WASHINGTON – Sen. Jon Tester (D-Mont.) called attention to the veteran suicide crisis on Wednesday, urging the Department of Veteran Affairs to expand its medical research and improve its efforts at suicide prevention, especially for those living in rural communities.

“The VA needs to do more to ensure that our rural veterans like those in Montana are not left behind,” said Tester, chair of the Senate Committee on Veterans’ Affairs.

The senator hosted a panel with research executives at the VA to discuss how Congress can advance health care for veterans, particularly those in rural areas. Invited witnesses, including leaders in the VA’s Office of Research and Development and a Montana mental health advocate, debated how to translate the department’s cutting-edge medical research into tangible improvements in care.

In 2020, the VA reported that Montana’s veteran suicide rate was almost double that of the national veteran population, with 58.2 per 100,000 veterans taking their own lives compared to the national average of 31.7.

“We need more clinicians, we need more mental health care professionals, we need more, more, more, more and more in rural America. Why? Because suicide rates are so damn high. And so we need to have that research out there,” Tester told the Medill News Service following the hearing. Studies show that people living in rural areas, including veterans, commit suicide at higher rates than those in cities. 

Scientists and clinicians supported by the VA said that ongoing research has the potential to advance mental health care, particularly in screening for suicidal risk. 

“We’re not going to have all of the fancy research infrastructure that the VA wants or needs to come to our state,” Matthew Kuntz, executive director of National Alliance on Mental Illness Montana, told Tester. “But I do believe that those big studies need to be decentralized enough where you can demand that they be available to your veterans. That it is not the VA’s choice whether or not to come to our state, it is just a matter of when and how.”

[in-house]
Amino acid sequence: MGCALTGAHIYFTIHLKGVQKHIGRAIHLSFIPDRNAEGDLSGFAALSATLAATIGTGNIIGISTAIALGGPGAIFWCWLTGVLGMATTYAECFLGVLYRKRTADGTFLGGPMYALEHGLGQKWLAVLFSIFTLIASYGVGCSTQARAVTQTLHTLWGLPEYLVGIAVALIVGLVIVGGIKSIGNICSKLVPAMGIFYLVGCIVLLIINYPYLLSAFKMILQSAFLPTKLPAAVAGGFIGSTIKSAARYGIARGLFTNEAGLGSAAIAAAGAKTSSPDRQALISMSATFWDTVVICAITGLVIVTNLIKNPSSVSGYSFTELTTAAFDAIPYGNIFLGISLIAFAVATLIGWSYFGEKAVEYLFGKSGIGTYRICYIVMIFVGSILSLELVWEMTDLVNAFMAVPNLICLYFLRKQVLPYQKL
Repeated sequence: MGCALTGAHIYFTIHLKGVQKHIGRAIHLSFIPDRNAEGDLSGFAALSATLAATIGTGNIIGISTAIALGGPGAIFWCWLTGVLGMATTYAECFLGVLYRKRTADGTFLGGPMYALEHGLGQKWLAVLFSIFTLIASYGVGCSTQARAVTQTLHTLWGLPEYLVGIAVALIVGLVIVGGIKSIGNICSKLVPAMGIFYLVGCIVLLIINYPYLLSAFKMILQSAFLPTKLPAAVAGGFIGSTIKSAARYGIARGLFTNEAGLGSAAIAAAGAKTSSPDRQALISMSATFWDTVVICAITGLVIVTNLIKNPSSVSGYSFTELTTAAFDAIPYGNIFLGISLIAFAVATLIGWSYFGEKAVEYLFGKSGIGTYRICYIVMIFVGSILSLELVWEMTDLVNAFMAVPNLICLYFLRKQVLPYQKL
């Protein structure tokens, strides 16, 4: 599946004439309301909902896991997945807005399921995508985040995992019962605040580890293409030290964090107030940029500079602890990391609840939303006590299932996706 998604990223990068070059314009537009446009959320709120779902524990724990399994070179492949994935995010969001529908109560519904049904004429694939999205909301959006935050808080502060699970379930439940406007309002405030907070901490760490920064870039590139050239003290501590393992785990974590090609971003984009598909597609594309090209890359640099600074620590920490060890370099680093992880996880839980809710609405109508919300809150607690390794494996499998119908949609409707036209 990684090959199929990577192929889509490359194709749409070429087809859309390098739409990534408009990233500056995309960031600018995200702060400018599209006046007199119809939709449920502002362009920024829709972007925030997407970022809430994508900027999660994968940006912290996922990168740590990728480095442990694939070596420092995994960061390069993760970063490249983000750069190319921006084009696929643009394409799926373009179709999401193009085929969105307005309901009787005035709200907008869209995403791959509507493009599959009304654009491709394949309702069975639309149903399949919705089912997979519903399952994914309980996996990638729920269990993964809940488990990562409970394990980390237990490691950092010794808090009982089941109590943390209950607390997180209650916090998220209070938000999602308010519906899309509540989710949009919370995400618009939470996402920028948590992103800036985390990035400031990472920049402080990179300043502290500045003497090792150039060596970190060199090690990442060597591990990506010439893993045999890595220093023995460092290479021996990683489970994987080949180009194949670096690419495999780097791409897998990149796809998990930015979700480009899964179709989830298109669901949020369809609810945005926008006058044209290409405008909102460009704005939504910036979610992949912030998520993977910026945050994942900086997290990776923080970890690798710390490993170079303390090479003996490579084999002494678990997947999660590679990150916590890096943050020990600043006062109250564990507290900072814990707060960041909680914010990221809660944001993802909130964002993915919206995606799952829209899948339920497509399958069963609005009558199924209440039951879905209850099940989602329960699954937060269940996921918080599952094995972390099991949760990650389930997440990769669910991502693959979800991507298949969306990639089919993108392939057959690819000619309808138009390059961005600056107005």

One of the VA’s studies Kuntz was referring to was the Million Veteran Program, a database of genomic data submitted voluntarily by over 985,000 veterans used by scientists to research post-traumatic stress disorder, heart disease, depression and suicide risk in veterans.

“If you’re a relative of someone who is a veteran and if you’re concerned that they may be at high risk to hurt themselves, the stuff that we’re discovering about the correlates of high-risk suicide behavior might help them,” said Dr. Philip Harvey, a psychiatry professor at the University of Miami and recipient of the VA’s highest award for clinical research. The Million Veteran Program aims to enroll 1 million veterans, and all veterans, regardless of where they receive care, are eligible to join.

Tester expressed concern that such cutting-edge research was too consolidated at major, metropolitan universities and should be expanded across the country. 

“I think it’s a big mistake to say, ‘You guys don’t have the big university, the Ivy League schools,’ and all that stuff [because] especially when it comes to mental health, rural America is afflicted by it,” Tester said.

Research leaders from the VA acknowledged the agency’s need to prioritize access to novel care in rural regions. 

“What I’m hearing today is that we need to do better at getting clinical trials into our rural areas, and we’ll have to do that by working with medical center directors in those areas,” said Rachel Ramoni, Chief Research and Development Officer at the VA. 

Tester said that mental health has been a focus of his for a long time and hopes Congress and the VA can make strides.

“I think we can get our arms around it, and I think we’re starting to make some progress, but we’re not where we need to be.”

Published in conjunction with The Bend Bulletin